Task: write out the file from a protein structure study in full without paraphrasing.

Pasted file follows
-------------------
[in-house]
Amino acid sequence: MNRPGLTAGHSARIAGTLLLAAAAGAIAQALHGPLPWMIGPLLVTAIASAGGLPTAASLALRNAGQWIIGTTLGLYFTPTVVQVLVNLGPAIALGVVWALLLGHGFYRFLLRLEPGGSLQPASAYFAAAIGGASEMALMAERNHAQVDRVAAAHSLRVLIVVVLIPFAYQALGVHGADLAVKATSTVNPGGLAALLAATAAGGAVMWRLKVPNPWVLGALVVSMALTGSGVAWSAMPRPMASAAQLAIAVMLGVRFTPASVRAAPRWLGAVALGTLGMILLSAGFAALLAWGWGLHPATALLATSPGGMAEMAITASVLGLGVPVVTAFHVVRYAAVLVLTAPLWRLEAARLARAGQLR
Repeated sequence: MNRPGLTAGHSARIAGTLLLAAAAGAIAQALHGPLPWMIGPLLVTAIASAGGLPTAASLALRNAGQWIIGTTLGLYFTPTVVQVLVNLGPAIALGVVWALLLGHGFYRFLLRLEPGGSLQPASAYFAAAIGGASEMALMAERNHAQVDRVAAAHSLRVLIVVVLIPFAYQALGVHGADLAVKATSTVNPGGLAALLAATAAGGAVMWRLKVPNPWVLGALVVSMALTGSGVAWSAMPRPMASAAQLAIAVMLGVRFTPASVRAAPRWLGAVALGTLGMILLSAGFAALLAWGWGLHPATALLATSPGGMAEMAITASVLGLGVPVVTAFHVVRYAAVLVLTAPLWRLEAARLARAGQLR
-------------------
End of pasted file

[in-house]
Amino acid sequence: MNRPGLTAGHSARIAGTLLLAAAAGAIAQALHGPLPWMIGPLLVTAIASAGGLPTAASLALRNAGQWIIGTTLGLYFTPTVVQVLVNLGPAIALGVVWALLLGHGFYRFLLRLEPGGSLQPASAYFAAAIGGASEMALMAERNHAQVDRVAAAHSLRVLIVVVLIPFAYQALGVHGADLAVKATSTVNPGGLAALLAATAAGGAVMWRLKVPNPWVLGALVVSMALTGSGVAWSAMPRPMASAAQLAIAVMLGVRFTPASVRAAPRWLGAVALGTLGMILLSAGFAALLAWGWGLHPATALLATSPGGMAEMAITASVLGLGVPVVTAFHVVRYAAVLVLTAPLWRLEAARLARAGQLR
Repeated sequence: MNRPGLTAGHSARIAGTLLLAAAAGAIAQALHGPLPWMIGPLLVTAIASAGGLPTAASLALRNAGQWIIGTTLGLYFTPTVVQVLVNLGPAIALGVVWALLLGHGFYRFLLRLEPGGSLQPASAYFAAAIGGASEMALMAERNHAQVDRVAAAHSLRVLIVVVLIPFAYQALGVHGADLAVKATSTVNPGGLAALLAATAAGGAVMWRLKVPNPWVLGALVVSMALTGSGVAWSAMPRPMASAAQLAIAVMLGVRFTPASVRAAPRWLGAVALGTLGMILLSAGFAALLAWGWGLHPATALLATSPGGMAEMAITASVLGLGVPVVTAFHVVRYAAVLVLTAPLWRLEAARLARAGQLR